Preparing for your hearing care appointment
Thank you for making an appointment with us. We are very much looking forward to seeing you.
Before we meet, it would be great if you could take a moment to read the information on this page. It includes some useful basic information about hearing care that will help you understand what we talk about when you come in. It will also put you in a good position to ask us anything you may be unsure about.
Hearing is extremely personal. No one hears the same way you do. For this reason, the more we know about you and the situations and sounds you most enjoy, the easier it will be for us to find the ideal solution. We will explain more about this when you come in.
If you have any questions at all before your appointment, please feel free to call or email.
Your first appointment
If you have never visited a hearing care professional you probably don’t know what to expect. A hearing consultation is an interesting and informative experience that will provide you with a better understanding of your hearing.
It is your first important step towards better life-long hearing.
Hearing loss is a perfectly normal part of life and virtually all of us will take this step at some point.
Most people find it helpful to bring a spouse, family member or friend to this visit. You will typically get more out of your visit if someone close to you can share in the experience. The hearing care professional can also benefit from learning about your hearing abilities from someone close to you.
Hearing with both ears
Your hearing is a system in which your ears receive sounds and your brain translates those sounds into meaning.
Your two ears work together to help your brain to orientate yourself and to know what is happening in the environment around you – helping you to safely cross the street or turn towards someone who is calling you.
Engaging both ears gives you the ability to locate where sound is coming from. This is what enables you to focus on the conversation you want to hear while suppressing unwanted sounds.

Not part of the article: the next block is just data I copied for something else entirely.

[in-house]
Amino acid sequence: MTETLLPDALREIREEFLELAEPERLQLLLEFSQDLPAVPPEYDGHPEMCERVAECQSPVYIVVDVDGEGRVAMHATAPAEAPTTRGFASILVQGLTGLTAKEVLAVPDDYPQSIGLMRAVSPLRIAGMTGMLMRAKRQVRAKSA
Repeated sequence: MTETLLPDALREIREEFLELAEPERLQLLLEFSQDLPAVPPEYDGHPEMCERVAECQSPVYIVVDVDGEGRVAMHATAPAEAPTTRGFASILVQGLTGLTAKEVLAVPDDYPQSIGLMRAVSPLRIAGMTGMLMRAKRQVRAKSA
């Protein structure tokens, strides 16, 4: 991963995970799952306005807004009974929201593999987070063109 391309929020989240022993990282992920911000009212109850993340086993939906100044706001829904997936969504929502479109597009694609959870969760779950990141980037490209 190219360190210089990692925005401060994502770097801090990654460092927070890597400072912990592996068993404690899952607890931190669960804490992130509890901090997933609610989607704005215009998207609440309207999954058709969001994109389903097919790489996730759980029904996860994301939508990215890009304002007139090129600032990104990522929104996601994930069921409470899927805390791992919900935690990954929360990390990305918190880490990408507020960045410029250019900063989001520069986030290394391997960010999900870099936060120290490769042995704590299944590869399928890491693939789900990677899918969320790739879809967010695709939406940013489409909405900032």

Hearing can be tiring
When you have a hearing loss, your ears lose the ability to pick up certain sounds. As a result, your brain has to work hard trying to “fill in the gaps” and guess what is being said. This is both frustrating and tiring.
The more detailed the sound information your brain receives, the easier it is to translate sounds into meaning – to separate voices from noises – so you can hear and understand what is being said. Without detailed sound information your brain will have to work much harder. This takes up more energy and will make you feel exhausted during the day.
To get the most out of your consultation, it’s worth spending a little time before your appointment thinking about how hearing affects your life. For example, the sort of challenges you are experiencing and how your life would improve if you could overcome them.
Please take a moment to review the following questions.
In which situations do you experience challenges with your hearing?
In which situations do you feel limited by your hearing?
What expectations do you have of your visit?
Which of the following applies?
I feel tired at the end of the day
I use a lot of energy when following conversations
I have difficulties hearing in traffi c – e.g. where cars are coming from